Before a driver can export a device ID, the driver needs to verify the device is capable of either providing a unique ID or of storing a host-generated unique ID in a not normally accessible area. WWN (world-wide number) is an example of a unique ID that is provided by the device. Device NVRAM and reserved sectors are examples of non-accessible areas where host-generated unique IDs can be safely stored.

6.5.1. Registering Device IDs

Drivers typically initialize and register device IDs in the driver's attach(9E) handler. As mentioned above, the driver is responsible for registering a device ID that is persistent. As such, the driver might be required to handle both devices that can provide a unique ID directly (WWN) and devices where fabricated IDs are written to and read from stable storage.

Registering a Device-Supplied ID

If the device can supply the driver with an identifier that is unique, the driver can simply initialize the device ID with this identifier and register the ID with the illumos DDI.

/*
 * The device provides a guaranteed unique identifier,
 * in this case a SCSI3-WWN.  The WWN for the device has been
 * stored in the device's soft state.
 */
if (ddi_devid_init(dip, DEVID_SCSI3_WWN, un->un_wwn_len, un->un_wwn,
    &un->un_devid) != DDI_SUCCESS)
    return (DDI_FAILURE);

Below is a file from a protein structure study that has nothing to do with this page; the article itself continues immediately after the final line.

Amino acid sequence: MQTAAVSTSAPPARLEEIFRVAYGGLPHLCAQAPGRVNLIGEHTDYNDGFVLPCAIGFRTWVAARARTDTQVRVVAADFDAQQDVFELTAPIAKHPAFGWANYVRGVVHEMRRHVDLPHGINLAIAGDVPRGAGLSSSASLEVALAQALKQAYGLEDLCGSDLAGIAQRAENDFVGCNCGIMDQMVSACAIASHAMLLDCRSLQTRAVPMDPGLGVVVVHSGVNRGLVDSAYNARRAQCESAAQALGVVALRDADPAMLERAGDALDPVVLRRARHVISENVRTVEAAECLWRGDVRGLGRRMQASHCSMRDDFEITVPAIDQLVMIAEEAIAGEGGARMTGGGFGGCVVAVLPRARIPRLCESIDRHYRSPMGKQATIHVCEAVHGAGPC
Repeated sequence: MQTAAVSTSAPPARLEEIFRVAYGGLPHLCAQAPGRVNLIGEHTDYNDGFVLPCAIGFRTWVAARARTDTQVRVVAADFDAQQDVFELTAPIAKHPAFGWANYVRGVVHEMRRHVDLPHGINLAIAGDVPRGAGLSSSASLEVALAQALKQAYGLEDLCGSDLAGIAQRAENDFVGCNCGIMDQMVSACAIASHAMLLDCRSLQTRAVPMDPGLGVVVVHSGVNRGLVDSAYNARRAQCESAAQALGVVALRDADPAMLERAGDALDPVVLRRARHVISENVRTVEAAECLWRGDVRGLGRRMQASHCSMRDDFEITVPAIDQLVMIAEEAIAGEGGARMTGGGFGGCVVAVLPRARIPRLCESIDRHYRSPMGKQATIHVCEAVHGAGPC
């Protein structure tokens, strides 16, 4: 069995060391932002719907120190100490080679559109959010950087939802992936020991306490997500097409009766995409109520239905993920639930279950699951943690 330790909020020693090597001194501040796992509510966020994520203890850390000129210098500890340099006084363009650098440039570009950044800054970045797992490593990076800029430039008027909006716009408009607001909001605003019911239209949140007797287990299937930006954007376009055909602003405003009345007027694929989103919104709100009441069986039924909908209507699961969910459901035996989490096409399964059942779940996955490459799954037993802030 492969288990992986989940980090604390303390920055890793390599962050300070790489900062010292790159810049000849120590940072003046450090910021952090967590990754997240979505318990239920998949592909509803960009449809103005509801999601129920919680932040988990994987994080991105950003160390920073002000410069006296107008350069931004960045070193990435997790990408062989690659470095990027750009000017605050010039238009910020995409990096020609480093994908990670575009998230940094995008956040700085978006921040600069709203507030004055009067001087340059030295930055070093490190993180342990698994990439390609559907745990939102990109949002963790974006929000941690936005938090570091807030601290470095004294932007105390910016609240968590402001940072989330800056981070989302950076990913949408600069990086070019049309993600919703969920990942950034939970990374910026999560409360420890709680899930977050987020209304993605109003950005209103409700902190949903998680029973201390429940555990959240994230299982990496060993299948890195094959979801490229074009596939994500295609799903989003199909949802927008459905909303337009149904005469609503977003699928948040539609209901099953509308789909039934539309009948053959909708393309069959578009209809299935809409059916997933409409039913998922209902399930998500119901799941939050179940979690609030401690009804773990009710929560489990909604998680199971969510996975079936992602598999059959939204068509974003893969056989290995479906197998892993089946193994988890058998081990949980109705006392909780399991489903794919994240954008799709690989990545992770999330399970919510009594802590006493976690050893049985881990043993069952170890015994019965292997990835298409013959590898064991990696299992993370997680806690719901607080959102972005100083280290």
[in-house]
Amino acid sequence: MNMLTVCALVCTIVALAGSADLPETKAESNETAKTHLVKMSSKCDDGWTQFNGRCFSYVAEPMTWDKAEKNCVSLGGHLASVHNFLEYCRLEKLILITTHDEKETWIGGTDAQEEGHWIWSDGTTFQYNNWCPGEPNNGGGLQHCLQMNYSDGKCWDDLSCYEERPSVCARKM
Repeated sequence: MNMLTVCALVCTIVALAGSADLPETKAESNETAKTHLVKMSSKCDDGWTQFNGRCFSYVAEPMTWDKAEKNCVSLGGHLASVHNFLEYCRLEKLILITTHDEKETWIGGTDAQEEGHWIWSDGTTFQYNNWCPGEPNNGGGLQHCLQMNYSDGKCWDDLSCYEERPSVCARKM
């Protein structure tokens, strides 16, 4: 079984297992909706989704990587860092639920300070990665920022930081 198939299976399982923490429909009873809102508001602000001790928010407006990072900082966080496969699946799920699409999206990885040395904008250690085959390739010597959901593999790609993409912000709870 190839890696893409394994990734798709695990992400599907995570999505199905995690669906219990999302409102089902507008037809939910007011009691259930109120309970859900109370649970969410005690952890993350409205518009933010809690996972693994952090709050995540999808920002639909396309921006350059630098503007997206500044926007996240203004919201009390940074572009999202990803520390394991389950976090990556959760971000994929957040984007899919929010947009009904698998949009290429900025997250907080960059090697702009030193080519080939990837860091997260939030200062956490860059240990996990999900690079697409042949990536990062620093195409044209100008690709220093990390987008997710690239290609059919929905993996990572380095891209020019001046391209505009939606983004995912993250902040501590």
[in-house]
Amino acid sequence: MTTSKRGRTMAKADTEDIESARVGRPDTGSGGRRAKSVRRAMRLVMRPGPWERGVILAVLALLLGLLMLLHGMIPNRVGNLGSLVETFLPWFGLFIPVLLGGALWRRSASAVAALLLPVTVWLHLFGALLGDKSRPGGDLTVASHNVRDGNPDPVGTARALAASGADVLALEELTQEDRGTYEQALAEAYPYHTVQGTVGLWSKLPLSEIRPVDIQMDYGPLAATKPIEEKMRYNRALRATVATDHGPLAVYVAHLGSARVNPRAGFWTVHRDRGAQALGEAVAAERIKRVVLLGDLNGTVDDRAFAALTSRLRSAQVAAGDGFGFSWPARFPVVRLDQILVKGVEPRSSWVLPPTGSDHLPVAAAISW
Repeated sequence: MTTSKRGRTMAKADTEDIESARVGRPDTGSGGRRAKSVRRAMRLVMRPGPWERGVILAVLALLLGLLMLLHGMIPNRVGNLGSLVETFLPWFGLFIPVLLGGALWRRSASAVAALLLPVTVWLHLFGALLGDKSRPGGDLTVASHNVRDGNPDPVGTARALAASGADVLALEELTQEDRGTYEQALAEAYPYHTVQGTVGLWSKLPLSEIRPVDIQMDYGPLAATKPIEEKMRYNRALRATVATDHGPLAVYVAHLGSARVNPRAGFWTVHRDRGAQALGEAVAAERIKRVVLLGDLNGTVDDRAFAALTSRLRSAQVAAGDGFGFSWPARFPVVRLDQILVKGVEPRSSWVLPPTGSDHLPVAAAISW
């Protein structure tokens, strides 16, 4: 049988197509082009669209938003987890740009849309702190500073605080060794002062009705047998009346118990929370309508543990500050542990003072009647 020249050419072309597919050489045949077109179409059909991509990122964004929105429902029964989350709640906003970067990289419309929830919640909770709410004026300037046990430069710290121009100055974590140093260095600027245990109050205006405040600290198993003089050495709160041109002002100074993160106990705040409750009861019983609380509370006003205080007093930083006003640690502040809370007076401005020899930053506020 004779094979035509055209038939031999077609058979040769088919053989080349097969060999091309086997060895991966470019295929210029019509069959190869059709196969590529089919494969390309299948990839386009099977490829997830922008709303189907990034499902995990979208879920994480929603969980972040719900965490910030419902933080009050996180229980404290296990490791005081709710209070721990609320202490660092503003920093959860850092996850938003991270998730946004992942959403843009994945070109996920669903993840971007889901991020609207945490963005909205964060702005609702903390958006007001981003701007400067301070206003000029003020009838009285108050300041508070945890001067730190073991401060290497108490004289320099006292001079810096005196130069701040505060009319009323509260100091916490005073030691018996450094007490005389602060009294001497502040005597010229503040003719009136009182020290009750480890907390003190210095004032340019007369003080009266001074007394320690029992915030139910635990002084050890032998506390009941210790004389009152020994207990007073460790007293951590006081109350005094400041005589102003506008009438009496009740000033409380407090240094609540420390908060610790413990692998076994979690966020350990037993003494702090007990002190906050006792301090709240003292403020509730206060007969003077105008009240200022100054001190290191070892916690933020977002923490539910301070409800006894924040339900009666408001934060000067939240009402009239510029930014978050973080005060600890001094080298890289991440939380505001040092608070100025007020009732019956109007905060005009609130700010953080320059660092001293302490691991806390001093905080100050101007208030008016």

(void) ddi_devid_register(dip, un->un_devid);

Registering a Fabricated ID

A driver might also register device IDs for devices that do not directly supply a unique ID. Registering these IDs requires the device to be capable of storing and retrieving a small amount of data in a reserved area. The driver can then create a fabricated device ID and write it to the reserved area.

/*
 * the device doesn't supply a unique ID, attempt to read
 * a fabricated ID from the device's reserved data.
 */
if (xxx_read_deviceid(un, &devid_buf) == XXX_OK) {
    if (ddi_devid_valid(devid_buf) == DDI_SUCCESS) {
        devid_sz = ddi_devi_sizeof(devid_buf);
        un->un_devid = kmem_alloc(devid_sz, KM_SLEEP);
        bcopy(devid_buf, un->un_devid, devid_sz);
        ddi_devid_register(dip, un->un_devid);
        return (XXX_OK);
    }
}
/*
 * we failed to read a valid device ID from the device
 * fabricate an ID, store it on the device, and register
 * it with the DDI
 */
if (ddi_devid_init(dip, DEVID_FAB, 0, NULL, &un->un_devid)
    == DDI_FAILURE) {
    return (XXX_FAILURE);
}
if (xxx_write_deviceid(un) != XXX_OK) {
    ddi_devid_free(un->un_devid);
    un->un_devid = NULL;
    return (XXX_FAILURE);
}
ddi_devid_register(dip, un->un_devid);
return (XXX_OK);

6.5.2. Unregistering Device IDs

Drivers typically unregister and free any device IDs that are allocated as part of the detach(9E) handling. The driver first calls ddi_devid_unregister(9F) to unregister the device ID for the device instance. The driver must then free the device ID handle itself by calling ddi_devid_free(9F), and then passing the handle that had been returned by ddi_devid_init(9F). The driver is responsible for managing any space allocated for WWN or Serial Number data.